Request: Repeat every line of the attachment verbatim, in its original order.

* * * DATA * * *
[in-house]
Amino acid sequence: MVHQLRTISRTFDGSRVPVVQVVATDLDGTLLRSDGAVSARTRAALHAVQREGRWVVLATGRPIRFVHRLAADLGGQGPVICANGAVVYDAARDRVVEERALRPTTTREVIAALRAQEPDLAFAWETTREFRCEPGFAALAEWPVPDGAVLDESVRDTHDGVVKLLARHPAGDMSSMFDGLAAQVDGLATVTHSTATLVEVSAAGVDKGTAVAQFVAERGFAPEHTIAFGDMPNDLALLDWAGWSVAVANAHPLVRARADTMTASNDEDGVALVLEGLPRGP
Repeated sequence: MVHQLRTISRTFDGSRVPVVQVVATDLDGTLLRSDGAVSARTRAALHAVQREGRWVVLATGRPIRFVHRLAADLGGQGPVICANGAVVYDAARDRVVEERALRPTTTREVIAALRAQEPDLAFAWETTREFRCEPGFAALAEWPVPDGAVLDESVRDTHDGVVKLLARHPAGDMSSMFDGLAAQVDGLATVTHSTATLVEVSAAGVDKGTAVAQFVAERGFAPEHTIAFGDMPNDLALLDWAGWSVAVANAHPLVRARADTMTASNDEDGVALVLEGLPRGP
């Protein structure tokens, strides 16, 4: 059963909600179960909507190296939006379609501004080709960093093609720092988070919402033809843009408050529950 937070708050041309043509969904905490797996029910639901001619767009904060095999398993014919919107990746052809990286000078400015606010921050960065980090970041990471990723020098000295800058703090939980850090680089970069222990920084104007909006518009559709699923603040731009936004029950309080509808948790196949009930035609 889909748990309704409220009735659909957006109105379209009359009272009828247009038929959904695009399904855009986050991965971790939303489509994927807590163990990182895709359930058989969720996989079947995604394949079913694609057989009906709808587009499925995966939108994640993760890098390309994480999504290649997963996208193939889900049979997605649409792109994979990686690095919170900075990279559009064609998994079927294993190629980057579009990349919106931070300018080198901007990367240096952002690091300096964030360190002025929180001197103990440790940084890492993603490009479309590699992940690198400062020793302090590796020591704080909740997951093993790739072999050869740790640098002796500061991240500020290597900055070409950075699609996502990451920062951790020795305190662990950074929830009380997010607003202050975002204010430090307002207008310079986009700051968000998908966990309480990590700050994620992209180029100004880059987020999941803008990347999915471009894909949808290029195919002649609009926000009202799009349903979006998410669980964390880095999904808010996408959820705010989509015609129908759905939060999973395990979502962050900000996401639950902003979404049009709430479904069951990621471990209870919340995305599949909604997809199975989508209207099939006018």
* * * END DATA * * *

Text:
[in-house]
Amino acid sequence: MVHQLRTISRTFDGSRVPVVQVVATDLDGTLLRSDGAVSARTRAALHAVQREGRWVVLATGRPIRFVHRLAADLGGQGPVICANGAVVYDAARDRVVEERALRPTTTREVIAALRAQEPDLAFAWETTREFRCEPGFAALAEWPVPDGAVLDESVRDTHDGVVKLLARHPAGDMSSMFDGLAAQVDGLATVTHSTATLVEVSAAGVDKGTAVAQFVAERGFAPEHTIAFGDMPNDLALLDWAGWSVAVANAHPLVRARADTMTASNDEDGVALVLEGLPRGP
Repeated sequence: MVHQLRTISRTFDGSRVPVVQVVATDLDGTLLRSDGAVSARTRAALHAVQREGRWVVLATGRPIRFVHRLAADLGGQGPVICANGAVVYDAARDRVVEERALRPTTTREVIAALRAQEPDLAFAWETTREFRCEPGFAALAEWPVPDGAVLDESVRDTHDGVVKLLARHPAGDMSSMFDGLAAQVDGLATVTHSTATLVEVSAAGVDKGTAVAQFVAERGFAPEHTIAFGDMPNDLALLDWAGWSVAVANAHPLVRARADTMTASNDEDGVALVLEGLPRGP
């Protein structure tokens, strides 16, 4: 059963909600179960909507190296939006379609501004080709960093093609720092988070919402033809843009408050529950 937070708050041309043509969904905490797996029910639901001619767009904060095999398993014919919107990746052809990286000078400015606010921050960065980090970041990471990723020098000295800058703090939980850090680089970069222990920084104007909006518009559709699923603040731009936004029950309080509808948790196949009930035609 889909748990309704409220009735659909957006109105379209009359009272009828247009038929959904695009399904855009986050991965971790939303489509994927807590163990990182895709359930058989969720996989079947995604394949079913694609057989009906709808587009499925995966939108994640993760890098390309994480999504290649997963996208193939889900049979997605649409792109994979990686690095919170900075990279559009064609998994079927294993190629980057579009990349919106931070300018080198901007990367240096952002690091300096964030360190002025929180001197103990440790940084890492993603490009479309590699992940690198400062020793302090590796020591704080909740997951093993790739072999050869740790640098002796500061991240500020290597900055070409950075699609996502990451920062951790020795305190662990950074929830009380997010607003202050975002204010430090307002207008310079986009700051968000998908966990309480990590700050994620992209180029100004880059987020999941803008990347999915471009894909949808290029195919002649609009926000009202799009349903979006998410669980964390880095999904808010996408959820705010989509015609129908759905939060999973395990979502962050900000996401639950902003979404049009709430479904069951990621471990209870919340995305599949909604997809199975989508209207099939006018």